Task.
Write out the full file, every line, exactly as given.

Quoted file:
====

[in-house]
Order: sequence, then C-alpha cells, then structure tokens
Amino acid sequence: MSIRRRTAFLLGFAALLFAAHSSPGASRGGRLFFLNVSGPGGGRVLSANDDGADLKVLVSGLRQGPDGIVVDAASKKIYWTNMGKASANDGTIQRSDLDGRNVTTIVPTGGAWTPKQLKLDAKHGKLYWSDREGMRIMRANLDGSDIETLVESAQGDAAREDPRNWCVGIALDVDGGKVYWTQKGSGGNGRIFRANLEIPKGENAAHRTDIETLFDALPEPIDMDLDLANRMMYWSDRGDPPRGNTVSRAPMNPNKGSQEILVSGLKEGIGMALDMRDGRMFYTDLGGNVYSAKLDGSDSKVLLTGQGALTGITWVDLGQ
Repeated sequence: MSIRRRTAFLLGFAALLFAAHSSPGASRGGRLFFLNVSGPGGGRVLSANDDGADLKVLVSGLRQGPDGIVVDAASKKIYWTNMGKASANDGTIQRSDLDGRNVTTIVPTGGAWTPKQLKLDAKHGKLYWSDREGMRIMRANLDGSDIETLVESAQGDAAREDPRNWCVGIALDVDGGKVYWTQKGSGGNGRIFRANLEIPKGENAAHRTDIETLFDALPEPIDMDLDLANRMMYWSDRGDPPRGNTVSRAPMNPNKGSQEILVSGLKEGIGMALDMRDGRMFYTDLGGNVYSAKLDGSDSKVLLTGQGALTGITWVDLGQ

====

[in-house]
Order: sequence, then C-alpha cells, then structure tokens
Amino acid sequence: MSIRRRTAFLLGFAALLFAAHSSPGASRGGRLFFLNVSGPGGGRVLSANDDGADLKVLVSGLRQGPDGIVVDAASKKIYWTNMGKASANDGTIQRSDLDGRNVTTIVPTGGAWTPKQLKLDAKHGKLYWSDREGMRIMRANLDGSDIETLVESAQGDAAREDPRNWCVGIALDVDGGKVYWTQKGSGGNGRIFRANLEIPKGENAAHRTDIETLFDALPEPIDMDLDLANRMMYWSDRGDPPRGNTVSRAPMNPNKGSQEILVSGLKEGIGMALDMRDGRMFYTDLGGNVYSAKLDGSDSKVLLTGQGALTGITWVDLGQ
Repeated sequence: MSIRRRTAFLLGFAALLFAAHSSPGASRGGRLFFLNVSGPGGGRVLSANDDGADLKVLVSGLRQGPDGIVVDAASKKIYWTNMGKASANDGTIQRSDLDGRNVTTIVPTGGAWTPKQLKLDAKHGKLYWSDREGMRIMRANLDGSDIETLVESAQGDAAREDPRNWCVGIALDVDGGKVYWTQKGSGGNGRIFRANLEIPKGENAAHRTDIETLFDALPEPIDMDLDLANRMMYWSDRGDPPRGNTVSRAPMNPNKGSQEILVSGLKEGIGMALDMRDGRMFYTDLGGNVYSAKLDGSDSKVLLTGQGALTGITWVDLGQ